• He was a very precocious youth. At 13 he knew calculus, and his father was friends with the famous mathematician gauss. In 1816 Farkas wrote to his friend Gauss asking him if he would let János live with him and take him on as a pupil so that he might receive the best possible mathematical education. So he went to school in Vienna and completed a 7 year course in 4 years. He was 21 years old when he began to do his work on hyperbolic geometry. He wrote to his father: Between 1820 and 1824, he developed his new non-Euclidean geometry coming from the solution of the problem of parallels. He was only 21 years old when he reported his finding to his father: "I have discovered things so wonderful that I was astounded . . . I have created a new, another world out of nothing. . . ”But it turned out that Gauss had understood a lot of his work beforehand, which upset him greatly. He died at age 57 of pneumonia, poor and discouraged. The picture of him is taken from a stamp issued by the Hungarian Post Office to celebrate the centenary of his death. It is not believed to be authentic and no authentic picture exists.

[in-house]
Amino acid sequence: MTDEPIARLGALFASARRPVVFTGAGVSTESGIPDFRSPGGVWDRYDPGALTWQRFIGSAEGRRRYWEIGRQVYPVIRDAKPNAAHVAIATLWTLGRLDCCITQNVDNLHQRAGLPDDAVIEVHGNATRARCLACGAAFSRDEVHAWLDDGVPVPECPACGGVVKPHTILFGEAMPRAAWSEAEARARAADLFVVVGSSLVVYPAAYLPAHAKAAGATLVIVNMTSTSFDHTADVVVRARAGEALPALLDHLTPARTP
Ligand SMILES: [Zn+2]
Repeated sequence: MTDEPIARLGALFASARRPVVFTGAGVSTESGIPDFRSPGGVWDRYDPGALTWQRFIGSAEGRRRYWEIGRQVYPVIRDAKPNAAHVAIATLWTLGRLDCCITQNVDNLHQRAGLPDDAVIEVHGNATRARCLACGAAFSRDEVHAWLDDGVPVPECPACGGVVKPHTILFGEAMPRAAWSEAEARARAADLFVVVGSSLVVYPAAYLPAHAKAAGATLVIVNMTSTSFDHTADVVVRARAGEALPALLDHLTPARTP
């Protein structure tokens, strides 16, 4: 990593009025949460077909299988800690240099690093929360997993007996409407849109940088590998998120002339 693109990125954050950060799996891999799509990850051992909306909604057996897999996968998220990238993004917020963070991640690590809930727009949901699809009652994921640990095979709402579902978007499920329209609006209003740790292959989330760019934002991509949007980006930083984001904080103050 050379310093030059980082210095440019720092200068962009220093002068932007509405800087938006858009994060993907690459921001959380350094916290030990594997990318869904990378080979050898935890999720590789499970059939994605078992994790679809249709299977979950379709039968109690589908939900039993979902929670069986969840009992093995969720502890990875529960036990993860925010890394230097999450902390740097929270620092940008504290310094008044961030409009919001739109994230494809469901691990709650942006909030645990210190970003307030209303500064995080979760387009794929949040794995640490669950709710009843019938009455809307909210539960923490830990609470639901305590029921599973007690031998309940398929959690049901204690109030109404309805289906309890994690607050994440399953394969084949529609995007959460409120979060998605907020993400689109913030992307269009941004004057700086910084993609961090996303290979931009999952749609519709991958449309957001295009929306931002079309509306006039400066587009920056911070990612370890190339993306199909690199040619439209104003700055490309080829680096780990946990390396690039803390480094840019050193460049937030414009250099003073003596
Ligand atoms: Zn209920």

• In the nineteenth century, geometry, like most academic disciplines, went through a period of growth verging on cataclysm. Gauss basically thought of the axiom-oriented world of Euclidean geometry as “imaginary”, so he set out to prove that the 5th axiom could be worked around, but Lobachevsky published first. But the name was really awkward, so Felix Klein got to name it. He came up with the name Hyperbolic geometry, else we’d be stuck with the name Lobachevskian geometry and I wouldn’t be giving the presentation!The writings of Gauss showed that he too, first considered the usual attempts at trying to prove the parallel postulatetrying to compose himself. However, a few decades later, in his unpublished reports in his correspondence with fellow mathematicians such as W. Bolyai, Olbers, Schumacker, Gerling, Tartinus, and Bessel showed that Gauss was working on the rudiments of non-Euclidian geometry, the name he attributed to his mathematics of parallels. Gauss shared his thoughts on this topic and asked them not to disclose this information but Gauss never published them. It has been proposed by historians that Gauss was concerned that these concepts were too radical for acceptance by mathematicians at that time. And if this was the case, it probably was correct since the two founders of non-Euclidean geometry, Bolyai and Lobechevsky, received very little acceptance until after their deaths. Read more: Non-Euclidean Geometry - The Founders Of Non-euclidean Geometry http://science. jrank. org/pages/4703/Non-Euclidean-Geometry-founders-non-Euclidean-geometry.